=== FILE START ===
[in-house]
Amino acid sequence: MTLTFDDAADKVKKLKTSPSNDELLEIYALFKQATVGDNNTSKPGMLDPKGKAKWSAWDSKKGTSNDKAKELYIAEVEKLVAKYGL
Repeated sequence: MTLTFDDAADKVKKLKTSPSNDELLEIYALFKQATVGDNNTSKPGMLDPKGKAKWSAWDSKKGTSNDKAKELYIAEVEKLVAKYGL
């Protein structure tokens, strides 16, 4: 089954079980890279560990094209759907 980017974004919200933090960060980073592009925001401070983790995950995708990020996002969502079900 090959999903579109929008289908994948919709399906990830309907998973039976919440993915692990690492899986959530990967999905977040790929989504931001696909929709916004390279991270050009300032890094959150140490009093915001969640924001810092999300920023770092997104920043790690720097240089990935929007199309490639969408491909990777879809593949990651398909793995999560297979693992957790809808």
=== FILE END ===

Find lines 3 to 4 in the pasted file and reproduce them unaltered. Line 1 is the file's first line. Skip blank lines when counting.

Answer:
Repeated sequence: MTLTFDDAADKVKKLKTSPSNDELLEIYALFKQATVGDNNTSKPGMLDPKGKAKWSAWDSKKGTSNDKAKELYIAEVEKLVAKYGL
């Protein structure tokens, strides 16, 4: 089954079980890279560990094209759907 980017974004919200933090960060980073592009925001401070983790995950995708990020996002969502079900 090959999903579109929008289908994948919709399906990830309907998973039976919440993915692990690492899986959530990967999905977040790929989504931001696909929709916004390279991270050009300032890094959150140490009093915001969640924001810092999300920023770092997104920043790690720097240089990935929007199309490639969408491909990777879809593949990651398909793995999560297979693992957790809808």